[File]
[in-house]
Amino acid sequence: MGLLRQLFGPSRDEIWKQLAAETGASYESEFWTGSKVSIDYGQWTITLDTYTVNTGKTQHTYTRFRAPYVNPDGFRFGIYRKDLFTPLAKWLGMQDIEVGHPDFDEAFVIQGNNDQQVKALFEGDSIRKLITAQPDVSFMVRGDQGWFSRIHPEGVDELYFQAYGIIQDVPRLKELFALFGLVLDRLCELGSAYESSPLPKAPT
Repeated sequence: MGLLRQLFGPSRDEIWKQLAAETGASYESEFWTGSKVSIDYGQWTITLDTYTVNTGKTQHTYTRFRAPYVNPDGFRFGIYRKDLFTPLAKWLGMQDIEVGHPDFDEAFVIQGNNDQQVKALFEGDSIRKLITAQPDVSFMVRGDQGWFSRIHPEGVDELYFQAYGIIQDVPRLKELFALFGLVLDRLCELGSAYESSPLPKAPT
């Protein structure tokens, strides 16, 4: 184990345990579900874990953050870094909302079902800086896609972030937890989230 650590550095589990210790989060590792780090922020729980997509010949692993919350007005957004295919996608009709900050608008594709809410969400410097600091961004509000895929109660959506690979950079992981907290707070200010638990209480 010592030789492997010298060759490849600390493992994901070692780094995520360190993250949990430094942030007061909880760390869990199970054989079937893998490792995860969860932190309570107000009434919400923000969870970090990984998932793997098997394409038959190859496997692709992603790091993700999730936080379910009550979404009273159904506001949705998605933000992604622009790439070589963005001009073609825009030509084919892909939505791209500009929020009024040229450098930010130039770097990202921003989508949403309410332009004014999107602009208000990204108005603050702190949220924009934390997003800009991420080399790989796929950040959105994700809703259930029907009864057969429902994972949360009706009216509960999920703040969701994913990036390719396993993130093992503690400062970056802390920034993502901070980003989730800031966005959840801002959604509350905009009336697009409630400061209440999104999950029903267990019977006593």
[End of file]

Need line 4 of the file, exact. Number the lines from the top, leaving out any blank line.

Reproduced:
């Protein structure tokens, strides 16, 4: 184990345990579900874990953050870094909302079902800086896609972030937890989230 650590550095589990210790989060590792780090922020729980997509010949692993919350007005957004295919996608009709900050608008594709809410969400410097600091961004509000895929109660959506690979950079992981907290707070200010638990209480 010592030789492997010298060759490849600390493992994901070692780094995520360190993250949990430094942030007061909880760390869990199970054989079937893998490792995860969860932190309570107000009434919400923000969870970090990984998932793997098997394409038959190859496997692709992603790091993700999730936080379910009550979404009273159904506001949705998605933000992604622009790439070589963005001009073609825009030509084919892909939505791209500009929020009024040229450098930010130039770097990202921003989508949403309410332009004014999107602009208000990204108005603050702190949220924009934390997003800009991420080399790989796929950040959105994700809703259930029907009864057969429902994972949360009706009216509960999920703040969701994913990036390719396993993130093992503690400062970056802390920034993502901070980003989730800031966005959840801002959604509350905009009336697009409630400061209440999104999950029903267990019977006593």